Other recidivists being paroled and higher risk parolees may be monitored for curfews and their location in the community by electronic monitoring devices such as GPS tethers and other types of tethering devices. The tether system, theoretically, allows the MDOC to tell whether an offender is complying with the supervision requirements of his or her placement. S.C.R.A.M. (Secure Continuous Remote Alcohol Monitoring) is used to provide continuous alcohol monitoring.
There are also programs geared for higher risk parolees:
The Intensive Detention Reentry Program (commonly referred to as the IDROP program) is intended for use in chronic non-compliance parole cases in which community supervision is likely to be continued in which there is a need for short term placement. The MDOC houses parolees placed in the IDROP program at the Ingham County Jail and the Clinton County Jail for up to 120 days. IDROP helps offenders with housing, treatment, and employment issues to successfully transition back into society. Parolees are able to participate in a seminar regarding Michigan Works employment opportunities and attend Thinking Matters, which is a short term cognitive behavioral program.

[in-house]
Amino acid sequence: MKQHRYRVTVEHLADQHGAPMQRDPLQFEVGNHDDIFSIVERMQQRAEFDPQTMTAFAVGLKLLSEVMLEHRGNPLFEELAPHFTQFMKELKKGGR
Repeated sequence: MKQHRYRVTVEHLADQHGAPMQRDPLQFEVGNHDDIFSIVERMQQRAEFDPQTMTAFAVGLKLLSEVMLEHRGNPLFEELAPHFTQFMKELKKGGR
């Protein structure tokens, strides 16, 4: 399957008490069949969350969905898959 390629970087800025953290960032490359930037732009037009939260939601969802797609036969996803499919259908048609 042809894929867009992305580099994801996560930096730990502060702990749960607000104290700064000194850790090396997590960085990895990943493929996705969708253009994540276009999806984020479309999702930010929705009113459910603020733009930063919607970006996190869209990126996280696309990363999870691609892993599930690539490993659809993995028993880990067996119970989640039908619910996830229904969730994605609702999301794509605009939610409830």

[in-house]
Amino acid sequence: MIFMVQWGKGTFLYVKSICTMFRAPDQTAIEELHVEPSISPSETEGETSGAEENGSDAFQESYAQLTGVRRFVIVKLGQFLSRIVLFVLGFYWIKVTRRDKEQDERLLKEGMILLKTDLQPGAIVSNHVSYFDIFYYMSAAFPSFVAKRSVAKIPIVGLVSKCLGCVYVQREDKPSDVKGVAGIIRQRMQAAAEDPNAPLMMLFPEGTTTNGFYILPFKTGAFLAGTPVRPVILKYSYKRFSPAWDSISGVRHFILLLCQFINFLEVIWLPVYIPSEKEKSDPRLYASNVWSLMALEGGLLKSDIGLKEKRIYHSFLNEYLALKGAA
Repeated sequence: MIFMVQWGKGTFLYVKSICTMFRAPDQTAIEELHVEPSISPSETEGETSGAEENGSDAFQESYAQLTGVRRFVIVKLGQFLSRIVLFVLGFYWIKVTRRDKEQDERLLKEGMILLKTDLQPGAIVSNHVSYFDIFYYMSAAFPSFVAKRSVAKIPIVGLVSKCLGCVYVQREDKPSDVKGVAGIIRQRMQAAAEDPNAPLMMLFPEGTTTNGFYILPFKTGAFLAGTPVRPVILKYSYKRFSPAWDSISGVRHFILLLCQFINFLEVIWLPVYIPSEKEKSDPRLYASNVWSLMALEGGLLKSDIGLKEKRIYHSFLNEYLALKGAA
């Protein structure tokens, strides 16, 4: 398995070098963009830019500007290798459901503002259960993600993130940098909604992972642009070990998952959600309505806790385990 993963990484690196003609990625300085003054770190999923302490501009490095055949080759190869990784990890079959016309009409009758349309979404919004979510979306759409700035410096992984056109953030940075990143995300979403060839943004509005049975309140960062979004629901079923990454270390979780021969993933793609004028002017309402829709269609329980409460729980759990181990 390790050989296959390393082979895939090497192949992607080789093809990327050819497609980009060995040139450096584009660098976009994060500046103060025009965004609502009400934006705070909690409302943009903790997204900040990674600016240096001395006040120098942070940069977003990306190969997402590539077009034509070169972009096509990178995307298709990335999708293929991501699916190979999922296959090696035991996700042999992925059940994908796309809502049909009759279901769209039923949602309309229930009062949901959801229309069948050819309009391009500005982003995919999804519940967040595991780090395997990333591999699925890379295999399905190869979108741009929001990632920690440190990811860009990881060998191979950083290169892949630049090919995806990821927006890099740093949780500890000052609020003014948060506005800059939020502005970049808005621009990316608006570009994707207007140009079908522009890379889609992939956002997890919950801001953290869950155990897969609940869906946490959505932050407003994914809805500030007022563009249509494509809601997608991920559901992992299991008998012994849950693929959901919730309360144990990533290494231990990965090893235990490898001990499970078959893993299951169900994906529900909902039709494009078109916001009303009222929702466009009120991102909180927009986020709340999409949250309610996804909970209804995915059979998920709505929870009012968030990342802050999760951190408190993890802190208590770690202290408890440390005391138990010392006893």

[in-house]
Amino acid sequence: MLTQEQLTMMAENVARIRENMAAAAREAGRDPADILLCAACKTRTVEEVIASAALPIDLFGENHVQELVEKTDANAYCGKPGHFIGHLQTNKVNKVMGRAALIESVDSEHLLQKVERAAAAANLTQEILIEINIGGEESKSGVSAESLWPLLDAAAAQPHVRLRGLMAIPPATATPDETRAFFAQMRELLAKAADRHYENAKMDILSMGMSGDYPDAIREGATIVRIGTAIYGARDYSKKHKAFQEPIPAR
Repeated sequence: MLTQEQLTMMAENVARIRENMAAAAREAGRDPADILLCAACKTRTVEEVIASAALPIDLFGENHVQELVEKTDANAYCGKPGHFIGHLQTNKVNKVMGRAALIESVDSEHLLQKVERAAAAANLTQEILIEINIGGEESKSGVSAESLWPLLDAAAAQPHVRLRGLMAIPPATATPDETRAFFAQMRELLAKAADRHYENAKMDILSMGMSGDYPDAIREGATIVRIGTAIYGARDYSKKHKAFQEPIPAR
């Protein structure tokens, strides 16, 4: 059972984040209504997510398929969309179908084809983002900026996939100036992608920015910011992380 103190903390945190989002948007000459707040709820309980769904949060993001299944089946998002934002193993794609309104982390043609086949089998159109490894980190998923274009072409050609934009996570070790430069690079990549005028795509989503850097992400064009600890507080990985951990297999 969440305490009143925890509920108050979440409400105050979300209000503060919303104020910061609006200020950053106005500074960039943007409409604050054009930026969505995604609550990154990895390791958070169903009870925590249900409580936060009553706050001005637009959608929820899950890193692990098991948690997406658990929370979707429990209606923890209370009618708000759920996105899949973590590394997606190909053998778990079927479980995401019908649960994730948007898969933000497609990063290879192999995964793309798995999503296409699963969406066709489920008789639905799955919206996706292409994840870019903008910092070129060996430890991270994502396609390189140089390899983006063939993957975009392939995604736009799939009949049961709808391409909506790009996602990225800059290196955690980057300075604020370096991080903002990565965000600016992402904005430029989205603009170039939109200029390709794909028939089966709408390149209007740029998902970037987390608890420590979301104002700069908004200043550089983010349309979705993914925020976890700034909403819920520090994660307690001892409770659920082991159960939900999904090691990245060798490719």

Technical Rule Violator centers (commonly referred to as TRV) provide a short term incarceration sanction in lieu of being returned to prison for incarceration.
Lake County Residential Reentry Program. Male and female parolees are eligible for this program as a condition for parole for 90 to 120 days. This program offers programming as an intervention to address certain negative behaviors. Programming includes substance abuse education, cognitive behavior therapy, employment placement assistance, AA/NA, and public works programs such as adopt a highway, habitat for humanity, etc.
Tuscola Residential Reentry Program. Residents placed at this facility include parolees placed directly from a prison or other MDOC facility as a condition of parole, some parole violators, and persons pending placement under interstate agreements between different states (for example, a prisoner from another state who is convicted of a crime in Michigan, goes to prison, and wishes to serve their parole in their home state). Programming includes domestic violence counseling, substance abuse counseling, parenting classes, cognitive thinking issues, financial/budgeting issues, employment preparation, 12 step programs, family reunification, and other programs meant to target the prisoners’ needs.